Discovering Cornwall

The Banqueting Hall at Porth Newquay is one of a series of short videos sharing information about aspects of Cornish heritage and places of interest throughout Cornwall. This is an extension of an ongoing project on behalf of Newquay Museum entitled Discovering Newquay, with those videos included within this larger project.

The Banqueting Hall, Porth, Newquay

Beautiful caverns at Trevelgue Head, Porth Island, Newquay were much admired by Victorian tourists. One would be very special to Newquay people as its vast size and wonderful acoustics meant that when it was low tide local people would flock to what would become known as the 'Banqueting Hall' for concerts. People brought their candles and stools and the chaps organising the event would bring the piano. Hundreds of people traipsed across the sands to enjoy these events for many decades. In time it was deemed dangerous and by the 1980's long after the concerts had ceased the cavern was destroyed. But, Newquay people still remember and this is a short video telling the story, including an interview carried out by Chris Blount from Dorothy Wood who remembered attending the concerts.

The 'Banqueting Hall' a vast cavern where people would enjoy concerts during the late 19th and early 20th centuries.

A travellers description from 1879 of the caverns at Porth

Striking northwards for about two miles, we came upon the western end of Watergate bay, where we found a wonderful concentration of varied natural phenomena. First came the "Banqueting Hall," a remarkable concavity in the solid cliffs, its stone vaulted roof unsupported by a single pillar, and capacious enough for the festive gathering of a whole company of Nereid' and Tritons, with King Neptune himself at their head. In order to avoid the deep pool, which forms a very effective bar to the stony portals of this wonderful apartment, we were obliged to crawl through a small artificial opening in the cliff. Admission thus ignominiously gained, our astonishment was well-nigh unbounded at the capacity and symmetry of the place, its prolonged echo, and the mysterious gloom with which it is deeply pervaded. What an appropriate chapter house to the equally wonderful ‘Cathedral’ cavern close by, with its grand scheme of choir, nave and pillars, and even its pulpit, formed by Nature's self out of the solid rock, as if in rude, though majestic emulation of man's handiwork-meet shrine for the wayward tourist to make a pilgrimage unto; standing there in stern massiveness with its stately portals open wide to the wild waves of the western sea.

In addition to the forgoing, we found also other interesting cave formations, smaller and of less remarkable proportions, but still of considerable variety and beauty, especially the " Fern Cavern," which takes its name from the profusion in which the ‘Asplenium Marinum’ grows high overhead, filling up every clefs and crevice of the natural masonry, and forming appropriate natural bosses to the stony vaulting of its lofty roof.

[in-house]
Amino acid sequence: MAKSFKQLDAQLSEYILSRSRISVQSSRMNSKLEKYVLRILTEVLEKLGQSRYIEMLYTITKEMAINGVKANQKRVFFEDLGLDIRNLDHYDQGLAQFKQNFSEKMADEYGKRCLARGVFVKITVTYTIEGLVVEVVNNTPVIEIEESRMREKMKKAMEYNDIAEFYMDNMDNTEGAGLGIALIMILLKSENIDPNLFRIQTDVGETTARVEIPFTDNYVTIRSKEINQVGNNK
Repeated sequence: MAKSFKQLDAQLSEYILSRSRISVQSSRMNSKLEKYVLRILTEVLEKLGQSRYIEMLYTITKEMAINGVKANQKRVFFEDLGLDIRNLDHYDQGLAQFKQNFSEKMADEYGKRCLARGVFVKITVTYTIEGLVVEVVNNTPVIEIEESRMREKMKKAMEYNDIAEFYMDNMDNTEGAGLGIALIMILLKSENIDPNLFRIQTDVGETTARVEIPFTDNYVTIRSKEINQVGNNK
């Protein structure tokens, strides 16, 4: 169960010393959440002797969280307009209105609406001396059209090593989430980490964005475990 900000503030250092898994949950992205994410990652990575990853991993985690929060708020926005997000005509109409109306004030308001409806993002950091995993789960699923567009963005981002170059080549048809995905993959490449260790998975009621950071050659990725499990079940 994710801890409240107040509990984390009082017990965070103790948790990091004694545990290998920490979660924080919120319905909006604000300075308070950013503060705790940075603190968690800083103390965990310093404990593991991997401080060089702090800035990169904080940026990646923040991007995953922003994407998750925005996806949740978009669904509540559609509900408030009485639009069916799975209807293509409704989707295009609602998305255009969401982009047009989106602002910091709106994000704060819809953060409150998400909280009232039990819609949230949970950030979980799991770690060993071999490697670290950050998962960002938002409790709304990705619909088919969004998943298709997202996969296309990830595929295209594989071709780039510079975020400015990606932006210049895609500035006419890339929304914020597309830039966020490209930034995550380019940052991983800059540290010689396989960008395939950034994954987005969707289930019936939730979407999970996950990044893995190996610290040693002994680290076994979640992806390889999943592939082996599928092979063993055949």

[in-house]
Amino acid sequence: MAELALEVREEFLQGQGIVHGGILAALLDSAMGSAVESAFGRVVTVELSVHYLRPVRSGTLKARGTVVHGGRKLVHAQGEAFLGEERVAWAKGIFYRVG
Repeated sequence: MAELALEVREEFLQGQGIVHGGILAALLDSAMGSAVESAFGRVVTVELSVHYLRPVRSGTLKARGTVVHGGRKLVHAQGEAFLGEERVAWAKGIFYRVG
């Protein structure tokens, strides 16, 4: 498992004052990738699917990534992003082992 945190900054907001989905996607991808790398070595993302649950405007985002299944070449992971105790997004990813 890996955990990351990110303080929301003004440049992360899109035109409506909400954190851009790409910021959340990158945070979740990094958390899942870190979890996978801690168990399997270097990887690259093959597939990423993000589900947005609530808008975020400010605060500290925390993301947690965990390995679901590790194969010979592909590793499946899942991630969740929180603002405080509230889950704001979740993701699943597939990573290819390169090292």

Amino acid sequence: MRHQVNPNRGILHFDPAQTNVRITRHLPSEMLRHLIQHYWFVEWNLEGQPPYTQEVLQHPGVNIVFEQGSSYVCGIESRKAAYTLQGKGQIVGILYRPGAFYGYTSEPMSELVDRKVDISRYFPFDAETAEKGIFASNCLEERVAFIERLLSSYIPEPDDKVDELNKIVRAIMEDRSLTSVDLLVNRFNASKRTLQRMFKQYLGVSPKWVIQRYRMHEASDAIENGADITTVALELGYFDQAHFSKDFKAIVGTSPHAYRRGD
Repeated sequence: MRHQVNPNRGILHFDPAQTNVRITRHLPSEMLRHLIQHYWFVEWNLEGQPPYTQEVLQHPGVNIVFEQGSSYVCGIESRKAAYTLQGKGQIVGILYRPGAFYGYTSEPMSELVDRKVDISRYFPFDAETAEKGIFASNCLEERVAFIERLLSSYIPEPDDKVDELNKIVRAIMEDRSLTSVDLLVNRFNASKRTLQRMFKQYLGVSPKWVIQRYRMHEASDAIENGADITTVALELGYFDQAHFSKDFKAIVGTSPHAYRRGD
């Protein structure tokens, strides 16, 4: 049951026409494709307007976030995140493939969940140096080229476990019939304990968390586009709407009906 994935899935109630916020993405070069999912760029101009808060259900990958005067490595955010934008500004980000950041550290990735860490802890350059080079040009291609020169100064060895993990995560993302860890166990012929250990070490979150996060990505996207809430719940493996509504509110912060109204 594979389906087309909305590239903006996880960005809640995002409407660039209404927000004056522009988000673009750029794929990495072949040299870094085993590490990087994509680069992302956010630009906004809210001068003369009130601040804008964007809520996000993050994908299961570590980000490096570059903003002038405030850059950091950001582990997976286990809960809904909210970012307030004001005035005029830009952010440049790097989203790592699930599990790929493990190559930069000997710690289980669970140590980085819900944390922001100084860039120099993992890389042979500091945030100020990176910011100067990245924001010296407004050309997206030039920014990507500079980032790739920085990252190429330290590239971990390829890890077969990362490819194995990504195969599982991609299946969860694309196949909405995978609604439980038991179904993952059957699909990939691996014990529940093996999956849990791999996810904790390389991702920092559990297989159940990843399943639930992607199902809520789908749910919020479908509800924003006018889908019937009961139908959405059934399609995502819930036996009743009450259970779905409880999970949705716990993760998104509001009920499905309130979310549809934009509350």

It should be borne in mind that this war our first sight of the famous Cornish caverns, of which we had heard so much, and our minds were proportionately impressed, both with their capacity and variety of foundation, combined with the dignified grandeur of their timid, natural beauty. Hardly less unbounded was our admiration of the various islets and stupendous rocks scattered profusely around. Here also we were at last face to face with the far famed " Cornish Lions," concerning which our curiosity had been considerably aroused by the highly noteworthy pictures of them which we bad previously admired at the Royal Academy; and which, indeed, had more than anything else induced us to direct our footsteps to this most romantic coast. Colossal natural configurations. having a rude resembling to the king of beasts, grim and gray with age, heedless alike of storm and flood, or of the wild Atlantic surges that dash themselves vainly against their rugged breasts, Not a soul was in sight, and not a sound was heard save the endless song of the sea waves breaking incessantly upon the lonely rocks. There was a strange weirdness in the scene, and we would fain have lingered long to have enjoyed it but the flood tide began to make strongly landwards, and would have long held us captive, had we been caught within the stony palisade formed by the precipitous cliffs which towered high overhead. Reluctantly enough we took our leave of those majestic rock formations; feeling that as there in solitary rugged grandeur they have stood for ages past, so there they will continue to stand in ages to come ; heedless alike of all who preceded us. and of all who may follow In our footsteps; immovable types of the Eternal Hand that placed them there, and during whose pleasure there they shall remain.